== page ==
Second, a post-Brexit state of chaos in the U.K. could reduce the return potential for a couple new initiatives from Starbucks. Starbucks begins the rollout this summer of its pods for the Nespresso home brewing machine in its stores, online and where groceries are sold in the U.K. and France. According to Starbucks, Nespresso's largest market is Europe, and in some countries single-serve coffee consumption represents over 40% of all coffee consumed. The company estimates about 50% of its best Starbucks customers own a Nespresso machine at home.
The company will also debut its first-ever store in the de facto coffee capital of the world -- Italy -- in early 2017.

The last thing Walmart needed was a Brexit. Its U.K. operations have not done well of late. 
2. Walmart 
The world's largest retailer Walmart ( WMT - Get Report)  can't be happy about the Brexit. Walmart's already struggling U.K. division Asda -- which numbers about 400 stores -- may now see even weaker sales amid a consumer spending pullback.  
Asda's first quarter same-store sales plunged 5.7% in the first quarter. Store traffic fell 5%, while the average amount spent by customers declined 0.7%. The showing was by far the worst among Walmart's international divisions, and represented the seventh straight quarterly sales decline for the U.K. outfit.
Walmart pinned the blame on "significant structural shifts" in the U.K. market, primarily the rise of hard discount chains such as Aldi and Lidl. In reality, Walmart's competitors in the U.K., such as Tesco and Sainsbury, have simply gotten better at offering deal-seeking Brits good discounts on apparel and food.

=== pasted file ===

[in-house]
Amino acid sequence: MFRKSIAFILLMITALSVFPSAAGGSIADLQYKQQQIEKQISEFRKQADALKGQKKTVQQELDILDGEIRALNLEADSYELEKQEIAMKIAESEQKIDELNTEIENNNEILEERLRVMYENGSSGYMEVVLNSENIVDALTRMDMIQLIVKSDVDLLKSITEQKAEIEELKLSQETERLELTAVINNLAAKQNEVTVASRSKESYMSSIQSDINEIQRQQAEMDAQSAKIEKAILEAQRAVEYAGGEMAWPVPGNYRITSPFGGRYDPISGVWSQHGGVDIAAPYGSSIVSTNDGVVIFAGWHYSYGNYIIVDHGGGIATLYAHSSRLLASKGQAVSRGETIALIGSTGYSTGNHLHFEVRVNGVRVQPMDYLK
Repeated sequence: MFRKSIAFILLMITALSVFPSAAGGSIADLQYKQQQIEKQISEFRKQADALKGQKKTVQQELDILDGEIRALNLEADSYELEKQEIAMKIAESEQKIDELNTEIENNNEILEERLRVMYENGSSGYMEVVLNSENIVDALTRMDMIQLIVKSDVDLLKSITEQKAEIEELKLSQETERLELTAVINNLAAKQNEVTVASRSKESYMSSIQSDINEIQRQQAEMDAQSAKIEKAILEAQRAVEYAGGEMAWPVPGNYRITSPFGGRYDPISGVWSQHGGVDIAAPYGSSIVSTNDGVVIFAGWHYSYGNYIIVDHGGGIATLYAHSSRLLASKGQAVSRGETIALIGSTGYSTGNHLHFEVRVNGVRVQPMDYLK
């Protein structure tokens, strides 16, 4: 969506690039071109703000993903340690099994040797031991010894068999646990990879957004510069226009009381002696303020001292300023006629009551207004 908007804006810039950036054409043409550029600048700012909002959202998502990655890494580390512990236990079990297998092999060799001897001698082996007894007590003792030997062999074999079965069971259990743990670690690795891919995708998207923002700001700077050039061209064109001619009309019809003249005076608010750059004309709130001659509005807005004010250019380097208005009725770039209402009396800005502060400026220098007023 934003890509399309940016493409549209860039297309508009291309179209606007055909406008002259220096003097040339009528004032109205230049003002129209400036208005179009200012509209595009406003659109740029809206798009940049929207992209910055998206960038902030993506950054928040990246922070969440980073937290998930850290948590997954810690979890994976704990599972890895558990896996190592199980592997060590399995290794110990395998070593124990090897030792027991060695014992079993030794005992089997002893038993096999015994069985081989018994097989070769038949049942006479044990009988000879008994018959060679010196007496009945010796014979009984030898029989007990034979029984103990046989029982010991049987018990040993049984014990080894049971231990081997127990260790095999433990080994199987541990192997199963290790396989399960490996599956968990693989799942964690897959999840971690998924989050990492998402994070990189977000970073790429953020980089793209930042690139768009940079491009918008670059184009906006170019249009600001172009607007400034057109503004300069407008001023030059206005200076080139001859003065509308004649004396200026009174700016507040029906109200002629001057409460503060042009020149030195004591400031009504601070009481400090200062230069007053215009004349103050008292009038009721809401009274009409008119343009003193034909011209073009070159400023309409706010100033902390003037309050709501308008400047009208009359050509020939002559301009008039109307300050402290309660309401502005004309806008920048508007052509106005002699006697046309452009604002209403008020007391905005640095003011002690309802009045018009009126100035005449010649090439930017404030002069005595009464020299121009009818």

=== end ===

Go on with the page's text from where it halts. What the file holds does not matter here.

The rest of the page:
"We are very disappointed with the performance of Asda," David Cheesewright, president and CEO and Walmart's international operations, conceded to reporters at a gathering ahead of the retailer's annual shareholder meeting earlier this month. To try and correct the performance, said Cheesewright, Walmart will be investing some $250 million in lower product prices. It also recently appointed a new chief for Asda, who is unlikely keen on having to evaluate the brand while trying to compete in a challenging post Brexit U.K.

Who will want to buy an expensive Tiffany ring amidst economic unrest?  
3. Tiffany
High-end jeweler Tiffany ( TIF - Get Report) does a fair amount of business in Europe via large flagship stores, in particular the U.K. Sales in Europe represented 12% of Tiffany's worldwide sales last year, while sales in the U.K. alone accounted for about 40% of its European net sales.
Tiffany operates about 41 stores in Europe, which is its third largest international market behind Asia-Pacific (81 stores) and Japan (56 stores). By region, the U.K. boasts 11 stores, the biggest by far among major European markets such as Germany, Italy, France, Spain, Russia, and Switzerland.
The Brexit could lead to reduced shopping levels at the company's important U.K. stores as consumers fret about their financial outlook. In turn, that may accentuate an already weak sales trend for Tiffany on the continent.
Tiffany's first-quarter sales in Europe fell 9% from the prior year to $97 million, while comparable store sales plunged 15%. Excluding the strength of the U.S. dollar, net sales and same-store sales fell 7% and 14%, respectively during the quarter. The company blamed lower tourism spending, mostly in France in the wake of several terror related incidents, for the sales declines.